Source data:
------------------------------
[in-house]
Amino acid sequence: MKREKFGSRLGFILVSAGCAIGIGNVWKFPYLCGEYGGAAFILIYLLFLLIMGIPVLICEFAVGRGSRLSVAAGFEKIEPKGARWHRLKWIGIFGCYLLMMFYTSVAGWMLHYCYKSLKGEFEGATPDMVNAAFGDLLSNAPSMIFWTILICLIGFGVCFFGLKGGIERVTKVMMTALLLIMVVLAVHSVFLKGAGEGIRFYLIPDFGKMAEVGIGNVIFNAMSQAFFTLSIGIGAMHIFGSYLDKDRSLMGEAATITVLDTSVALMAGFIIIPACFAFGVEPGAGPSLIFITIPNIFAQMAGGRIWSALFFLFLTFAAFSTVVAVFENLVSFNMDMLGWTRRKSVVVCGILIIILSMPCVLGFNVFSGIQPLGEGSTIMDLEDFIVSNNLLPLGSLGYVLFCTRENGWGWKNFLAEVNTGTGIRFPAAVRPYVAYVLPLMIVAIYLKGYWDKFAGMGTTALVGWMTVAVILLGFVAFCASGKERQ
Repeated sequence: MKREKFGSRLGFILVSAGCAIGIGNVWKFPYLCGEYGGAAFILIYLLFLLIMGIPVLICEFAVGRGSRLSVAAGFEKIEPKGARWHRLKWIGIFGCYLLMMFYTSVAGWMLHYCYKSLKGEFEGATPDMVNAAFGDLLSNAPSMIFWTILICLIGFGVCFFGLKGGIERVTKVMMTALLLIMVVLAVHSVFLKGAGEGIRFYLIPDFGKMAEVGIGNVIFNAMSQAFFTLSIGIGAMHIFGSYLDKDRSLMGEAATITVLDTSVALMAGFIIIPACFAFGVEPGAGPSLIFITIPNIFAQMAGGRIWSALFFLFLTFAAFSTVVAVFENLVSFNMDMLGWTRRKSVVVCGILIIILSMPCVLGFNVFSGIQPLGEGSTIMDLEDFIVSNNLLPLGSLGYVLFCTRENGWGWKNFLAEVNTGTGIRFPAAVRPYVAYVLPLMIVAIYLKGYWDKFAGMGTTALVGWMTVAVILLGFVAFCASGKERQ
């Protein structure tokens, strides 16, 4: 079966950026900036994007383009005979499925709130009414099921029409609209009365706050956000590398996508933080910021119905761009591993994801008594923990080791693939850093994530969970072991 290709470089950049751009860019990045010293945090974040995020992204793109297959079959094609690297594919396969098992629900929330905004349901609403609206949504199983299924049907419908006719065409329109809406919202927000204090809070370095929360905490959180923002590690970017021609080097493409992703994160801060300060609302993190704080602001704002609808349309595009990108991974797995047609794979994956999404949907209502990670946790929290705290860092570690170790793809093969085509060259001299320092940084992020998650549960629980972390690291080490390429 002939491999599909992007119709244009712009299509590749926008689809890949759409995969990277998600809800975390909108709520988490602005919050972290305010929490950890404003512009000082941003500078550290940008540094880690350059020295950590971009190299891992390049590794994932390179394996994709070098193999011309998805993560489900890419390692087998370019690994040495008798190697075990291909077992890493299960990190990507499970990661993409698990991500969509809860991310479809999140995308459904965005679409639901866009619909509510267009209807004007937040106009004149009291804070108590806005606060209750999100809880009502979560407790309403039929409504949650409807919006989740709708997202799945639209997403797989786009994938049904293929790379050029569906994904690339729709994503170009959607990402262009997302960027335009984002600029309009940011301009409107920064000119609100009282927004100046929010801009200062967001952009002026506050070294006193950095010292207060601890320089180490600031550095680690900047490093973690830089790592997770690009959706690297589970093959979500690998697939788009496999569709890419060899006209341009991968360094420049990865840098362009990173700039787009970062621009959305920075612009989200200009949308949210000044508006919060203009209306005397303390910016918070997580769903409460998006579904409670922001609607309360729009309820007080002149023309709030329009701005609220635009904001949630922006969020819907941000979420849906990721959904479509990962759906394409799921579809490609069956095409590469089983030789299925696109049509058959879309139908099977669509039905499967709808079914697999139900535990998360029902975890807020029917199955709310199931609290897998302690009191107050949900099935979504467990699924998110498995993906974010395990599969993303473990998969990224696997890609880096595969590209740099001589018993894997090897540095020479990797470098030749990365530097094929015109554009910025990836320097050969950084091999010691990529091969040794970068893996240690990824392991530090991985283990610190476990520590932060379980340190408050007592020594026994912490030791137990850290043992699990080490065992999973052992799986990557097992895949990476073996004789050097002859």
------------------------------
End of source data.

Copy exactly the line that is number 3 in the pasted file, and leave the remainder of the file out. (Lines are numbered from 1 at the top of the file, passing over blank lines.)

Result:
Repeated sequence: MKREKFGSRLGFILVSAGCAIGIGNVWKFPYLCGEYGGAAFILIYLLFLLIMGIPVLICEFAVGRGSRLSVAAGFEKIEPKGARWHRLKWIGIFGCYLLMMFYTSVAGWMLHYCYKSLKGEFEGATPDMVNAAFGDLLSNAPSMIFWTILICLIGFGVCFFGLKGGIERVTKVMMTALLLIMVVLAVHSVFLKGAGEGIRFYLIPDFGKMAEVGIGNVIFNAMSQAFFTLSIGIGAMHIFGSYLDKDRSLMGEAATITVLDTSVALMAGFIIIPACFAFGVEPGAGPSLIFITIPNIFAQMAGGRIWSALFFLFLTFAAFSTVVAVFENLVSFNMDMLGWTRRKSVVVCGILIIILSMPCVLGFNVFSGIQPLGEGSTIMDLEDFIVSNNLLPLGSLGYVLFCTRENGWGWKNFLAEVNTGTGIRFPAAVRPYVAYVLPLMIVAIYLKGYWDKFAGMGTTALVGWMTVAVILLGFVAFCASGKERQ